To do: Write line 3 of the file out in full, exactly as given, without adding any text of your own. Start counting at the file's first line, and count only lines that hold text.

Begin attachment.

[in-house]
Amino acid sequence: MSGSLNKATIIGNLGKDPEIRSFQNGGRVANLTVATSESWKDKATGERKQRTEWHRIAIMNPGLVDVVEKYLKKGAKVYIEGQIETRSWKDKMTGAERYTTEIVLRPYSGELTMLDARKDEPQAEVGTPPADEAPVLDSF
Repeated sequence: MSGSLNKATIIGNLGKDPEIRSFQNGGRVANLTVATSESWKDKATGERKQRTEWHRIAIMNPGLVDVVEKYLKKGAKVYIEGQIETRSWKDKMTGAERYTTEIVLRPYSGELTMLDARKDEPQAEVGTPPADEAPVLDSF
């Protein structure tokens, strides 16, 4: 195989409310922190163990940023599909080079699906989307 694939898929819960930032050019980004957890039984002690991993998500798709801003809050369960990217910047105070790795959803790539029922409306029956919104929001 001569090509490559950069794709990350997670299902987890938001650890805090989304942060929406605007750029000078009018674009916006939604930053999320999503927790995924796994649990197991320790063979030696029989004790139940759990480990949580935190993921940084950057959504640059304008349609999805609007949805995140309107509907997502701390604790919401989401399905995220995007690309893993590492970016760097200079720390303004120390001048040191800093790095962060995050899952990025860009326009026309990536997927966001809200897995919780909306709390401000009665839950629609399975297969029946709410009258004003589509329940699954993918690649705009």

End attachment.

Repeated sequence: MSGSLNKATIIGNLGKDPEIRSFQNGGRVANLTVATSESWKDKATGERKQRTEWHRIAIMNPGLVDVVEKYLKKGAKVYIEGQIETRSWKDKMTGAERYTTEIVLRPYSGELTMLDARKDEPQAEVGTPPADEAPVLDSF